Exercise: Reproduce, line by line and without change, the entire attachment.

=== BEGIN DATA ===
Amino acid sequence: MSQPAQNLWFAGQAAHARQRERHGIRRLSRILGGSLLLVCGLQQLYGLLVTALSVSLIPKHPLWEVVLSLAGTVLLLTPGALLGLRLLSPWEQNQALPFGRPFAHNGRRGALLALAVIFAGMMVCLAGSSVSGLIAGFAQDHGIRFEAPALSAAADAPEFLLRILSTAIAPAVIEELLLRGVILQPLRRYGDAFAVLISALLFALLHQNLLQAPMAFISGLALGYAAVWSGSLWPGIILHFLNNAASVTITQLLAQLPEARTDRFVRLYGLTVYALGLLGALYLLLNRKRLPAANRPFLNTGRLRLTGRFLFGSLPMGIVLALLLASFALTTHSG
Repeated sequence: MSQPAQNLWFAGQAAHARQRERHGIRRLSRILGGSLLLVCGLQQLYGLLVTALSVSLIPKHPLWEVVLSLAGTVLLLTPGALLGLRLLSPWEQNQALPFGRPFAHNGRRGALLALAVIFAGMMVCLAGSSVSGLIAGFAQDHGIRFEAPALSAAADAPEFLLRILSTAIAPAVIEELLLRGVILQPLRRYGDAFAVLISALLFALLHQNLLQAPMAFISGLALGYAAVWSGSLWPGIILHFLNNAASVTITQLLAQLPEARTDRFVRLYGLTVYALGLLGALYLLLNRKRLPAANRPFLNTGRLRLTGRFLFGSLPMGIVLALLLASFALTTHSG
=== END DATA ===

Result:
Amino acid sequence: MSQPAQNLWFAGQAAHARQRERHGIRRLSRILGGSLLLVCGLQQLYGLLVTALSVSLIPKHPLWEVVLSLAGTVLLLTPGALLGLRLLSPWEQNQALPFGRPFAHNGRRGALLALAVIFAGMMVCLAGSSVSGLIAGFAQDHGIRFEAPALSAAADAPEFLLRILSTAIAPAVIEELLLRGVILQPLRRYGDAFAVLISALLFALLHQNLLQAPMAFISGLALGYAAVWSGSLWPGIILHFLNNAASVTITQLLAQLPEARTDRFVRLYGLTVYALGLLGALYLLLNRKRLPAANRPFLNTGRLRLTGRFLFGSLPMGIVLALLLASFALTTHSG
Repeated sequence: MSQPAQNLWFAGQAAHARQRERHGIRRLSRILGGSLLLVCGLQQLYGLLVTALSVSLIPKHPLWEVVLSLAGTVLLLTPGALLGLRLLSPWEQNQALPFGRPFAHNGRRGALLALAVIFAGMMVCLAGSSVSGLIAGFAQDHGIRFEAPALSAAADAPEFLLRILSTAIAPAVIEELLLRGVILQPLRRYGDAFAVLISALLFALLHQNLLQAPMAFISGLALGYAAVWSGSLWPGIILHFLNNAASVTITQLLAQLPEARTDRFVRLYGLTVYALGLLGALYLLLNRKRLPAANRPFLNTGRLRLTGRFLFGSLPMGIVLALLLASFALTTHSG